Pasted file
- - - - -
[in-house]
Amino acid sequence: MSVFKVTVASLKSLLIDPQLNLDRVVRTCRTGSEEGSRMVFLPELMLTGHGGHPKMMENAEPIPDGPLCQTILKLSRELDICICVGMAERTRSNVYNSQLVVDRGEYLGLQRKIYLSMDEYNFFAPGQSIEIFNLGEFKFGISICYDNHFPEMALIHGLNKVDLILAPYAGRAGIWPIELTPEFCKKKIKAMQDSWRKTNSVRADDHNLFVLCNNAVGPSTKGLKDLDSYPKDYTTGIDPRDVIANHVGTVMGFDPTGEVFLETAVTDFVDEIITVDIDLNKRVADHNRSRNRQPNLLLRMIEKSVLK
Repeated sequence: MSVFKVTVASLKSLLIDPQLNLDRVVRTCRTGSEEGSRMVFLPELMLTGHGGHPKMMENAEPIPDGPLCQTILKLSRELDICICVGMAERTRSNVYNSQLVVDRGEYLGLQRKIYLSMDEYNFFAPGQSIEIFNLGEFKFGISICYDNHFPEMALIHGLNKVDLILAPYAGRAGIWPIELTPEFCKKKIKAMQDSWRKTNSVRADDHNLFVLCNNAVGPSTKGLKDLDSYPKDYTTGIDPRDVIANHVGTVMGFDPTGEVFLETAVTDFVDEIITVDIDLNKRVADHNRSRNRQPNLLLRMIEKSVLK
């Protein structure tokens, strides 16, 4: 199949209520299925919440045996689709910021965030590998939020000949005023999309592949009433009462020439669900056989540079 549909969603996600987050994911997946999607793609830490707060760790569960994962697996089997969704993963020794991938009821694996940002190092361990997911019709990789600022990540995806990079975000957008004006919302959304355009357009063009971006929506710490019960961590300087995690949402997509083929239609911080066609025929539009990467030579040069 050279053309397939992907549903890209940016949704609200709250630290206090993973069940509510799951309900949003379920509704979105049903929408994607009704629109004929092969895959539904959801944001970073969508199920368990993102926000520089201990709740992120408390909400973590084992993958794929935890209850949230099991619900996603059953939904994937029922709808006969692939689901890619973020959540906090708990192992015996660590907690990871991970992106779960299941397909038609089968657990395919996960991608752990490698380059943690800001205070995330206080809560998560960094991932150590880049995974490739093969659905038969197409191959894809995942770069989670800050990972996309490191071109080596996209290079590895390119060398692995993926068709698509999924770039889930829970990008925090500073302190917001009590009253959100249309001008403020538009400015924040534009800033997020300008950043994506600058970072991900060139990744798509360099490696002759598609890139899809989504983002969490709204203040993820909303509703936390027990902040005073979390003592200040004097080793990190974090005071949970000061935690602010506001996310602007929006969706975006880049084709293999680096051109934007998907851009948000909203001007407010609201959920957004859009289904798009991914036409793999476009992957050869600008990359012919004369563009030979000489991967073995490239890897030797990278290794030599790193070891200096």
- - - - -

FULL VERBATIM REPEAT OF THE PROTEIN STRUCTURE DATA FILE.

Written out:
[in-house]
Amino acid sequence: MSVFKVTVASLKSLLIDPQLNLDRVVRTCRTGSEEGSRMVFLPELMLTGHGGHPKMMENAEPIPDGPLCQTILKLSRELDICICVGMAERTRSNVYNSQLVVDRGEYLGLQRKIYLSMDEYNFFAPGQSIEIFNLGEFKFGISICYDNHFPEMALIHGLNKVDLILAPYAGRAGIWPIELTPEFCKKKIKAMQDSWRKTNSVRADDHNLFVLCNNAVGPSTKGLKDLDSYPKDYTTGIDPRDVIANHVGTVMGFDPTGEVFLETAVTDFVDEIITVDIDLNKRVADHNRSRNRQPNLLLRMIEKSVLK
Repeated sequence: MSVFKVTVASLKSLLIDPQLNLDRVVRTCRTGSEEGSRMVFLPELMLTGHGGHPKMMENAEPIPDGPLCQTILKLSRELDICICVGMAERTRSNVYNSQLVVDRGEYLGLQRKIYLSMDEYNFFAPGQSIEIFNLGEFKFGISICYDNHFPEMALIHGLNKVDLILAPYAGRAGIWPIELTPEFCKKKIKAMQDSWRKTNSVRADDHNLFVLCNNAVGPSTKGLKDLDSYPKDYTTGIDPRDVIANHVGTVMGFDPTGEVFLETAVTDFVDEIITVDIDLNKRVADHNRSRNRQPNLLLRMIEKSVLK
């Protein structure tokens, strides 16, 4: 199949209520299925919440045996689709910021965030590998939020000949005023999309592949009433009462020439669900056989540079 549909969603996600987050994911997946999607793609830490707060760790569960994962697996089997969704993963020794991938009821694996940002190092361990997911019709990789600022990540995806990079975000957008004006919302959304355009357009063009971006929506710490019960961590300087995690949402997509083929239609911080066609025929539009990467030579040069 050279053309397939992907549903890209940016949704609200709250630290206090993973069940509510799951309900949003379920509704979105049903929408994607009704629109004929092969895959539904959801944001970073969508199920368990993102926000520089201990709740992120408390909400973590084992993958794929935890209850949230099991619900996603059953939904994937029922709808006969692939689901890619973020959540906090708990192992015996660590907690990871991970992106779960299941397909038609089968657990395919996960991608752990490698380059943690800001205070995330206080809560998560960094991932150590880049995974490739093969659905038969197409191959894809995942770069989670800050990972996309490191071109080596996209290079590895390119060398692995993926068709698509999924770039889930829970990008925090500073302190917001009590009253959100249309001008403020538009400015924040534009800033997020300008950043994506600058970072991900060139990744798509360099490696002759598609890139899809989504983002969490709204203040993820909303509703936390027990902040005073979390003592200040004097080793990190974090005071949970000061935690602010506001996310602007929006969706975006880049084709293999680096051109934007998907851009948000909203001007407010609201959920957004859009289904798009991914036409793999476009992957050869600008990359012919004369563009030979000489991967073995490239890897030797990278290794030599790193070891200096």